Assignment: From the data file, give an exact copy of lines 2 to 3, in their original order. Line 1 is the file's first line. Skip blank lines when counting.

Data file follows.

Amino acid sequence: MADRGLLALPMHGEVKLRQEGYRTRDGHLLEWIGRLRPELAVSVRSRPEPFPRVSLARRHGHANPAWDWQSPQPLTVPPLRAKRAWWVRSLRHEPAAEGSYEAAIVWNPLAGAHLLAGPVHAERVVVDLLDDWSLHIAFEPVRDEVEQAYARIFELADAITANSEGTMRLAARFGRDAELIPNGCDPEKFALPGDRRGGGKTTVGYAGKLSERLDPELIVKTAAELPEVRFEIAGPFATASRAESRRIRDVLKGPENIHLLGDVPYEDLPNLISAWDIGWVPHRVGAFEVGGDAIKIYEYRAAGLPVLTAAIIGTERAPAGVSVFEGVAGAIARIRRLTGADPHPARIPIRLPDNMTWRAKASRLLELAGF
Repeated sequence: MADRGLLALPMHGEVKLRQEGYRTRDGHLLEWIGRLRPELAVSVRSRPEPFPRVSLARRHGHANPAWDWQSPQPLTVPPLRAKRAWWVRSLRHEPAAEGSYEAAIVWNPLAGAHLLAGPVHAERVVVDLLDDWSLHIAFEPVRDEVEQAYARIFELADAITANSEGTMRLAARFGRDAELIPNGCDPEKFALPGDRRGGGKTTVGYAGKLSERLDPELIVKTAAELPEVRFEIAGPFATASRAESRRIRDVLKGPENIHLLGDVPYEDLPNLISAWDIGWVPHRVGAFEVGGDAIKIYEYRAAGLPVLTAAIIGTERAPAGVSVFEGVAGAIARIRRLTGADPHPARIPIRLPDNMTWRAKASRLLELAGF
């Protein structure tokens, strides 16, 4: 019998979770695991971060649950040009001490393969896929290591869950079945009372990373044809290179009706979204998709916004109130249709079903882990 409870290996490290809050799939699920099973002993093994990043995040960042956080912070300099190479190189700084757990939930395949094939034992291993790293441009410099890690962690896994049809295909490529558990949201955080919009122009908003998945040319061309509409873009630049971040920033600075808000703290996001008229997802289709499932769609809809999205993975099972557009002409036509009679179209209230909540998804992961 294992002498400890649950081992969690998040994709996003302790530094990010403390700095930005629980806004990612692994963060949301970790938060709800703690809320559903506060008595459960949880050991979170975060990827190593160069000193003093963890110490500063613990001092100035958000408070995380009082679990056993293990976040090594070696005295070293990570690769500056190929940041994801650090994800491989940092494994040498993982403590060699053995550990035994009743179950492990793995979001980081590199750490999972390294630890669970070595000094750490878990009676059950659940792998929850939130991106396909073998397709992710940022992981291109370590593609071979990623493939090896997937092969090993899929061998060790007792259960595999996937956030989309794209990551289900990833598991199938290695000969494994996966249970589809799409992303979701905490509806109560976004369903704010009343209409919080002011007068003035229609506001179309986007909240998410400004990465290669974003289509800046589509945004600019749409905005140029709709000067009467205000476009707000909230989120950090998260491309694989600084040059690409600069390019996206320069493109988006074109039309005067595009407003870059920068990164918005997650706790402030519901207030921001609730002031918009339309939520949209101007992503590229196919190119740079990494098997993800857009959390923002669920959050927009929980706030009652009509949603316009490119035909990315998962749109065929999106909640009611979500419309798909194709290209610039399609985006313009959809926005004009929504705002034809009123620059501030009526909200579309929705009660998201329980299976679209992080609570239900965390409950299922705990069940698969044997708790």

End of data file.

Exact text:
Repeated sequence: MADRGLLALPMHGEVKLRQEGYRTRDGHLLEWIGRLRPELAVSVRSRPEPFPRVSLARRHGHANPAWDWQSPQPLTVPPLRAKRAWWVRSLRHEPAAEGSYEAAIVWNPLAGAHLLAGPVHAERVVVDLLDDWSLHIAFEPVRDEVEQAYARIFELADAITANSEGTMRLAARFGRDAELIPNGCDPEKFALPGDRRGGGKTTVGYAGKLSERLDPELIVKTAAELPEVRFEIAGPFATASRAESRRIRDVLKGPENIHLLGDVPYEDLPNLISAWDIGWVPHRVGAFEVGGDAIKIYEYRAAGLPVLTAAIIGTERAPAGVSVFEGVAGAIARIRRLTGADPHPARIPIRLPDNMTWRAKASRLLELAGF
């Protein structure tokens, strides 16, 4: 019998979770695991971060649950040009001490393969896929290591869950079945009372990373044809290179009706979204998709916004109130249709079903882990 409870290996490290809050799939699920099973002993093994990043995040960042956080912070300099190479190189700084757990939930395949094939034992291993790293441009410099890690962690896994049809295909490529558990949201955080919009122009908003998945040319061309509409873009630049971040920033600075808000703290996001008229997802289709499932769609809809999205993975099972557009002409036509009679179209209230909540998804992961 294992002498400890649950081992969690998040994709996003302790530094990010403390700095930005629980806004990612692994963060949301970790938060709800703690809320559903506060008595459960949880050991979170975060990827190593160069000193003093963890110490500063613990001092100035958000408070995380009082679990056993293990976040090594070696005295070293990570690769500056190929940041994801650090994800491989940092494994040498993982403590060699053995550990035994009743179950492990793995979001980081590199750490999972390294630890669970070595000094750490878990009676059950659940792998929850939130991106396909073998397709992710940022992981291109370590593609071979990623493939090896997937092969090993899929061998060790007792259960595999996937956030989309794209990551289900990833598991199938290695000969494994996966249970589809799409992303979701905490509806109560976004369903704010009343209409919080002011007068003035229609506001179309986007909240998410400004990465290669974003289509800046589509945004600019749409905005140029709709000067009467205000476009707000909230989120950090998260491309694989600084040059690409600069390019996206320069493109988006074109039309005067595009407003870059920068990164918005997650706790402030519901207030921001609730002031918009339309939520949209101007992503590229196919190119740079990494098997993800857009959390923002669920959050927009929980706030009652009509949603316009490119035909990315998962749109065929999106909640009611979500419309798909194709290209610039399609985006313009959809926005004009929504705002034809009123620059501030009526909200579309929705009660998201329980299976679209992080609570239900965390409950299922705990069940698969044997708790």